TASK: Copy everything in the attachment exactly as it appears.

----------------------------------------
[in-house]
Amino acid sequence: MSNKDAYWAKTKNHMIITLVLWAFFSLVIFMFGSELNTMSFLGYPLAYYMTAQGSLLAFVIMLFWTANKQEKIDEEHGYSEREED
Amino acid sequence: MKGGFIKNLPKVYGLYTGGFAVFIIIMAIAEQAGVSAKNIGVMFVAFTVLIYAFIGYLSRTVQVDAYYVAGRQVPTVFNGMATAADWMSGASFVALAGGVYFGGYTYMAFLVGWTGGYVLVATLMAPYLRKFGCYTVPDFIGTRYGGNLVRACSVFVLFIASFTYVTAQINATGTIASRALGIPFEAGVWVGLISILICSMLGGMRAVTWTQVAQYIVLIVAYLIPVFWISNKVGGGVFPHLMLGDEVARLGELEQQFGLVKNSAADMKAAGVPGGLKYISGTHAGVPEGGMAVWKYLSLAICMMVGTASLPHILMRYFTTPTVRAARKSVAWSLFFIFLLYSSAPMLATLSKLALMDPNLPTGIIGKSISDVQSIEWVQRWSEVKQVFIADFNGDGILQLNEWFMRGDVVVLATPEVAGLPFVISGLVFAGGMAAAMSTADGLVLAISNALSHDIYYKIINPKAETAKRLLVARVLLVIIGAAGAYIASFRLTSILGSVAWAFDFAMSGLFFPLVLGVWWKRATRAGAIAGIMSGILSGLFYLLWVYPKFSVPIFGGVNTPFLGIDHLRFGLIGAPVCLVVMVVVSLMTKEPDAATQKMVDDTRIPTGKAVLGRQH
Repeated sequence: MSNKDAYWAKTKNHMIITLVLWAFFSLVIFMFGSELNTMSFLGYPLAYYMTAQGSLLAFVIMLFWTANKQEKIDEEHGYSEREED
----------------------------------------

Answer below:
[in-house]
Amino acid sequence: MSNKDAYWAKTKNHMIITLVLWAFFSLVIFMFGSELNTMSFLGYPLAYYMTAQGSLLAFVIMLFWTANKQEKIDEEHGYSEREED
Amino acid sequence: MKGGFIKNLPKVYGLYTGGFAVFIIIMAIAEQAGVSAKNIGVMFVAFTVLIYAFIGYLSRTVQVDAYYVAGRQVPTVFNGMATAADWMSGASFVALAGGVYFGGYTYMAFLVGWTGGYVLVATLMAPYLRKFGCYTVPDFIGTRYGGNLVRACSVFVLFIASFTYVTAQINATGTIASRALGIPFEAGVWVGLISILICSMLGGMRAVTWTQVAQYIVLIVAYLIPVFWISNKVGGGVFPHLMLGDEVARLGELEQQFGLVKNSAADMKAAGVPGGLKYISGTHAGVPEGGMAVWKYLSLAICMMVGTASLPHILMRYFTTPTVRAARKSVAWSLFFIFLLYSSAPMLATLSKLALMDPNLPTGIIGKSISDVQSIEWVQRWSEVKQVFIADFNGDGILQLNEWFMRGDVVVLATPEVAGLPFVISGLVFAGGMAAAMSTADGLVLAISNALSHDIYYKIINPKAETAKRLLVARVLLVIIGAAGAYIASFRLTSILGSVAWAFDFAMSGLFFPLVLGVWWKRATRAGAIAGIMSGILSGLFYLLWVYPKFSVPIFGGVNTPFLGIDHLRFGLIGAPVCLVVMVVVSLMTKEPDAATQKMVDDTRIPTGKAVLGRQH
Repeated sequence: MSNKDAYWAKTKNHMIITLVLWAFFSLVIFMFGSELNTMSFLGYPLAYYMTAQGSLLAFVIMLFWTANKQEKIDEEHGYSEREED